Here’s my previous ‘Jazzers Who Rock’ post.
If you’ve followed this blog for more than a day, you’ll know that I love artists’ reinvention of others’ songs. Jazz musicians have forever used pop songs and standards as the basis for their explorings. (Case in point – As part of my foray into jazz guitar, I’m learning the melody to “Autumn Leaves,” directly from Frank Sinatra’s vocal.)
What jazzers like about these songs is, typically, melody and harmonic complexity. So you have, for example, Miles Davis doing “Someday My Prince Will Come,” a Disney tune. (Random side observation – while I can find no picture of them together, Miles and Frank were contemporaries, very much admired each other’s work and apparently would sometimes hang out together in night clubs. There was even rumor of them possibly recording together but it never happened. Talk about a dream team.)
It was only logical that a later generation of jazzers would venture into rock songs as the basis for their improvisation. Remarkably, some of these tunes easily lend themselves to sophisticated treatments.
For your consideration, covers of three of our favorite bands:
☛Karen Souza is a jazz singer from Buenos Aires. (A city I’d love to get to someday). Apparently, she’s got quite the fan base in Mexico. And then there’s this tidbit from Wikipedia: “Souza’s lounge music cover of Radiohead’s “Creep” was used extensively in the 2013 film The Zero Theorem, directed by Terry Gilliam, who had not been familiar with the original rendition.”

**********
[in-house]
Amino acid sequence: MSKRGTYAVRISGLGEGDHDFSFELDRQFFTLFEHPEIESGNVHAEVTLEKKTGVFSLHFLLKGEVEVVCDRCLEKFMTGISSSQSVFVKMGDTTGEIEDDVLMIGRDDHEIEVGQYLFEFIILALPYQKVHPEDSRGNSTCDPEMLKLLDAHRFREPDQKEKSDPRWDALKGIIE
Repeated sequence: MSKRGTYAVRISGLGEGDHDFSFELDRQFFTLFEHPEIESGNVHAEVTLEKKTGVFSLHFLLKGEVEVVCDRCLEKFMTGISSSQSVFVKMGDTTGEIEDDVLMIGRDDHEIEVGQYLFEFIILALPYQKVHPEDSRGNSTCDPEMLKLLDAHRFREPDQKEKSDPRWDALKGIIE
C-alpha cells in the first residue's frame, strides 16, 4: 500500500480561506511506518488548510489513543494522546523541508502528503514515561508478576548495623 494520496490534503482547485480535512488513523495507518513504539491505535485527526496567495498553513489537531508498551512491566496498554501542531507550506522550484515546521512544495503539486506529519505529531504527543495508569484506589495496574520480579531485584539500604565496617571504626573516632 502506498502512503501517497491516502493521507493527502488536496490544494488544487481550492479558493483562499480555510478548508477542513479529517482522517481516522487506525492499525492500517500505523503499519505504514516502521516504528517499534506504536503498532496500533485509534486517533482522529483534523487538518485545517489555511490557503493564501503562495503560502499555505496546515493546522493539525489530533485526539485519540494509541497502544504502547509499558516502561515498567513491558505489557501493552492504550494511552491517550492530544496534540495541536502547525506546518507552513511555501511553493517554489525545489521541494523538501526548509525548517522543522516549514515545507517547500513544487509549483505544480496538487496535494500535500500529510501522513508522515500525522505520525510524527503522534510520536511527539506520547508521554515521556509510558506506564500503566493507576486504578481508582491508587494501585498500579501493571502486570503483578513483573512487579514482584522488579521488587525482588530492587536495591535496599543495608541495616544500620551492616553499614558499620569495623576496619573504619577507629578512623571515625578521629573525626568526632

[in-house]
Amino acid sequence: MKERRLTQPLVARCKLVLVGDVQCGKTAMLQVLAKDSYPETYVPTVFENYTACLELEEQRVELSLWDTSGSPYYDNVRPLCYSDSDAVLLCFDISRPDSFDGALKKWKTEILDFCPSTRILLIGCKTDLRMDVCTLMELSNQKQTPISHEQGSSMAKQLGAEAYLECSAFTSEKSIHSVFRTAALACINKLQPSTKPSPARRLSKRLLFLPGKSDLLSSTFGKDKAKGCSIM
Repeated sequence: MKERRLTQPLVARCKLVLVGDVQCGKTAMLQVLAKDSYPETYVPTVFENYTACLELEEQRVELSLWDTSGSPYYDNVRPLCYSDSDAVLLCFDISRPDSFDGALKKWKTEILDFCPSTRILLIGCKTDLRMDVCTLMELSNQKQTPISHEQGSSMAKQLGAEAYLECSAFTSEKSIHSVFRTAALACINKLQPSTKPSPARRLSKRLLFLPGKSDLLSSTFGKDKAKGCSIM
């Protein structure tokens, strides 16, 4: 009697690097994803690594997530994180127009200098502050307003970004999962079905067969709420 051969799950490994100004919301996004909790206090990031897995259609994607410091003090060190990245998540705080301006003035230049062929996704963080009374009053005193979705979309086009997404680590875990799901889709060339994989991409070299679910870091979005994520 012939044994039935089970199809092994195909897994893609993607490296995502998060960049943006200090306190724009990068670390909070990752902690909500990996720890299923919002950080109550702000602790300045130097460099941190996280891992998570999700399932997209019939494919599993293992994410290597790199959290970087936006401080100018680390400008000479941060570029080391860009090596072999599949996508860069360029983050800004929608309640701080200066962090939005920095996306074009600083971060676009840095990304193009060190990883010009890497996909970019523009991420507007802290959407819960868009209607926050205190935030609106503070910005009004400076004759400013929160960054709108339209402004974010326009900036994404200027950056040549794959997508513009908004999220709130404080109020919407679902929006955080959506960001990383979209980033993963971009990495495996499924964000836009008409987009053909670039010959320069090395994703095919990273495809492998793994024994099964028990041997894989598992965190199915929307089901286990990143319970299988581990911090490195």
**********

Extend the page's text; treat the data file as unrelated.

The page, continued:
And so, without further ado, “Creep.” (My second use of a Radiohead song by a jazzer.) The brief piano solo at 2:21 is mighty fine:
☛In a discussion with fellow blogger Cincinnati Babyhead, he asked me if I’d heard Charlie Hunter’s version of “Come As You Are.” I hadn’t. And given that I recently did a Nirvana series, this seemed like an appropriate choice. Hunter is a fellow New Englander (Rhode Island) who has been active as a guitarist since the early ’90’s. I would someday like to be able to play half as well. This tune is really nice:
☛Joshua Redman is a sax player whose father Dewey played sax with jazz artists such as Ornette Coleman and Keith Jarrett. Joshua grew up listening to his father’s music but also cites influences such as The Beatles, Aretha Franklin and Led Zeppelin.
Zep did an album called Houses of the Holy way back when. If you’re familiar with the song, “The Crunge,” you’ll likely say “No way that can be done in a jazz style.” Think again. Joshua’s point of departure on this one is that funky beat: